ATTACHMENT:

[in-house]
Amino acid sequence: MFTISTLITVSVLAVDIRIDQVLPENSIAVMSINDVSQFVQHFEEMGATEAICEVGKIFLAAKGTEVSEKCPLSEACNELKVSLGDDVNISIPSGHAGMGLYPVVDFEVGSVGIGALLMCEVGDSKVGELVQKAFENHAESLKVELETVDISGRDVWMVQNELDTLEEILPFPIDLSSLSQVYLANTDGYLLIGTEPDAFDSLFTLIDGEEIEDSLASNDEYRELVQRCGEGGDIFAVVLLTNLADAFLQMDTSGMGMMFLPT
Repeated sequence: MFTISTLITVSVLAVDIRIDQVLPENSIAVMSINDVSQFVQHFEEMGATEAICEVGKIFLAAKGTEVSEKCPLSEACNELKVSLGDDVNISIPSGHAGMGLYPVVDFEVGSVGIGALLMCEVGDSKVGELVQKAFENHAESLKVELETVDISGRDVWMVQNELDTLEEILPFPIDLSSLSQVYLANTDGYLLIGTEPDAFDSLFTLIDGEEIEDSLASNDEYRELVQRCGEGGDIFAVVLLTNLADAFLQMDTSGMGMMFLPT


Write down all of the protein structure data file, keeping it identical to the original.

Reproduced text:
[in-house]
Amino acid sequence: MFTISTLITVSVLAVDIRIDQVLPENSIAVMSINDVSQFVQHFEEMGATEAICEVGKIFLAAKGTEVSEKCPLSEACNELKVSLGDDVNISIPSGHAGMGLYPVVDFEVGSVGIGALLMCEVGDSKVGELVQKAFENHAESLKVELETVDISGRDVWMVQNELDTLEEILPFPIDLSSLSQVYLANTDGYLLIGTEPDAFDSLFTLIDGEEIEDSLASNDEYRELVQRCGEGGDIFAVVLLTNLADAFLQMDTSGMGMMFLPT
Repeated sequence: MFTISTLITVSVLAVDIRIDQVLPENSIAVMSINDVSQFVQHFEEMGATEAICEVGKIFLAAKGTEVSEKCPLSEACNELKVSLGDDVNISIPSGHAGMGLYPVVDFEVGSVGIGALLMCEVGDSKVGELVQKAFENHAESLKVELETVDISGRDVWMVQNELDTLEEILPFPIDLSSLSQVYLANTDGYLLIGTEPDAFDSLFTLIDGEEIEDSLASNDEYRELVQRCGEGGDIFAVVLLTNLADAFLQMDTSGMGMMFLPT